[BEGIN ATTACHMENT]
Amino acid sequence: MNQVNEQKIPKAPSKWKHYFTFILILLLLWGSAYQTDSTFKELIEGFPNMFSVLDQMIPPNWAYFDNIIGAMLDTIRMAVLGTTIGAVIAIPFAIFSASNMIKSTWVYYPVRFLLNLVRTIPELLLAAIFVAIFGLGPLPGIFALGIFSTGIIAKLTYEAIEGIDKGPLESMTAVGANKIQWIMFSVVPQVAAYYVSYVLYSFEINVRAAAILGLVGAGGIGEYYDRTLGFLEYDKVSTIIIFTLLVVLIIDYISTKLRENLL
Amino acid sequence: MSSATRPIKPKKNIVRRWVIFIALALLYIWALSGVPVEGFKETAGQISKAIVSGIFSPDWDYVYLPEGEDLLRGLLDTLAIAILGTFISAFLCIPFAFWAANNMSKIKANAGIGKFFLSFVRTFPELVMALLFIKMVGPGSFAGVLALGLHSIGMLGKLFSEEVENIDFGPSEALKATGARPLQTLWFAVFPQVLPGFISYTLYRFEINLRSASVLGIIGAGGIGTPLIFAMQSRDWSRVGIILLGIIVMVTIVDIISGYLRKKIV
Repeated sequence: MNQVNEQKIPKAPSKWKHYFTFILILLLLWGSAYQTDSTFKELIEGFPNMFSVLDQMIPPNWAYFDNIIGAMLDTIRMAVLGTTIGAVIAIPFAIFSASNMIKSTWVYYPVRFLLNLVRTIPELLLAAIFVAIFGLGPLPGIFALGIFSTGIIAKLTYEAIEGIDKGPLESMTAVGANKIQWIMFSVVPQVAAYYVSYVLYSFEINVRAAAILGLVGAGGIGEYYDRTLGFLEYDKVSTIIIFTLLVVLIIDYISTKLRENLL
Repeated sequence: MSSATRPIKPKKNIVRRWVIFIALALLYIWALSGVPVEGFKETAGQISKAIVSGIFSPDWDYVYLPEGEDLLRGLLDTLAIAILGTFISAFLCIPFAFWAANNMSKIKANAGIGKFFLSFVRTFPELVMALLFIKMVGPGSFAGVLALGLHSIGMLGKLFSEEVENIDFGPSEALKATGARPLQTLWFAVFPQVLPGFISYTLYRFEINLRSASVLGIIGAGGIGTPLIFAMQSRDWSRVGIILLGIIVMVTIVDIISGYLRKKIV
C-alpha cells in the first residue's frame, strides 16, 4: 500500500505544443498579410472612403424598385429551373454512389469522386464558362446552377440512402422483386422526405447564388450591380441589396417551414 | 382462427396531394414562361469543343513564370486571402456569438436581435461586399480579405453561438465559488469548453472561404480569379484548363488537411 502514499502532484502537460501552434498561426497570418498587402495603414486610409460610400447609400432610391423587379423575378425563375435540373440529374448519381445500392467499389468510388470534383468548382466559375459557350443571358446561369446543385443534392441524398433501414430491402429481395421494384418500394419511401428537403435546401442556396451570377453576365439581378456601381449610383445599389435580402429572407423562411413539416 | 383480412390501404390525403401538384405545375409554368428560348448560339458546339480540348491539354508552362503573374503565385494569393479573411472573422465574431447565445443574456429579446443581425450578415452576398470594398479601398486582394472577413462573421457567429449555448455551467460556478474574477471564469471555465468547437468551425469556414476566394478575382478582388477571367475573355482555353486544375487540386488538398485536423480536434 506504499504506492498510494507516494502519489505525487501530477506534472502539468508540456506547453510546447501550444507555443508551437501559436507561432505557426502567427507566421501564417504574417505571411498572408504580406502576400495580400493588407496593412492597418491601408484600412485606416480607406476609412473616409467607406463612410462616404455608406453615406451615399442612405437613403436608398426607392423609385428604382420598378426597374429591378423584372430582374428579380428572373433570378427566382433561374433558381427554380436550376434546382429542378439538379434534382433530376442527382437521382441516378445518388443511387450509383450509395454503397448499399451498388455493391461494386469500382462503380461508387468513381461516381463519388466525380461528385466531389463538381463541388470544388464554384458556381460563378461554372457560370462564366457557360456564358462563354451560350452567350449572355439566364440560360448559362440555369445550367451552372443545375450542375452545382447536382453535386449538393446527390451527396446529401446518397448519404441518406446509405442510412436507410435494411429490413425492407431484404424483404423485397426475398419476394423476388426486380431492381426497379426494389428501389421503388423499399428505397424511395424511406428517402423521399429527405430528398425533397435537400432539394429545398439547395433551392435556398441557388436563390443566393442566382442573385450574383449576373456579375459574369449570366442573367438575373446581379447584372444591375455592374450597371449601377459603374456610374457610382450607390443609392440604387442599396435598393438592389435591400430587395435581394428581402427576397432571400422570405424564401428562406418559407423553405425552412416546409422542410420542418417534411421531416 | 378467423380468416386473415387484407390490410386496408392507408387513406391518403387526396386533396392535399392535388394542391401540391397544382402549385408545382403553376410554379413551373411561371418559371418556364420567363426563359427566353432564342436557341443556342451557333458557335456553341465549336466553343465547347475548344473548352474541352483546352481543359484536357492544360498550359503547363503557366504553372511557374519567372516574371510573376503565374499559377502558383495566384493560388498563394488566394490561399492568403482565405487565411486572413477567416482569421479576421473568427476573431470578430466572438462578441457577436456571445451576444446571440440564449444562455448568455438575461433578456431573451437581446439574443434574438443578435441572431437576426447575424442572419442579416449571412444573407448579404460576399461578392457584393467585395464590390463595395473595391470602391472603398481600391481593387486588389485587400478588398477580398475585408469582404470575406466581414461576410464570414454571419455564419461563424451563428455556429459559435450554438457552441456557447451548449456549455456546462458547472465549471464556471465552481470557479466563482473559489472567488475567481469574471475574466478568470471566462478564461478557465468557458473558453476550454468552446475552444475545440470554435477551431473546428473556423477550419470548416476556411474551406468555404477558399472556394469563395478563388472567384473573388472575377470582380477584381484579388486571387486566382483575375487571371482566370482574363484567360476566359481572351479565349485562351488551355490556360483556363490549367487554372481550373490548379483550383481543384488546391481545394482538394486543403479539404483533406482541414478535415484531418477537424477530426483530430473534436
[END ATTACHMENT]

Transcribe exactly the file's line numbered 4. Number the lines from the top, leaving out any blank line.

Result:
Repeated sequence: MSSATRPIKPKKNIVRRWVIFIALALLYIWALSGVPVEGFKETAGQISKAIVSGIFSPDWDYVYLPEGEDLLRGLLDTLAIAILGTFISAFLCIPFAFWAANNMSKIKANAGIGKFFLSFVRTFPELVMALLFIKMVGPGSFAGVLALGLHSIGMLGKLFSEEVENIDFGPSEALKATGARPLQTLWFAVFPQVLPGFISYTLYRFEINLRSASVLGIIGAGGIGTPLIFAMQSRDWSRVGIILLGIIVMVTIVDIISGYLRKKIV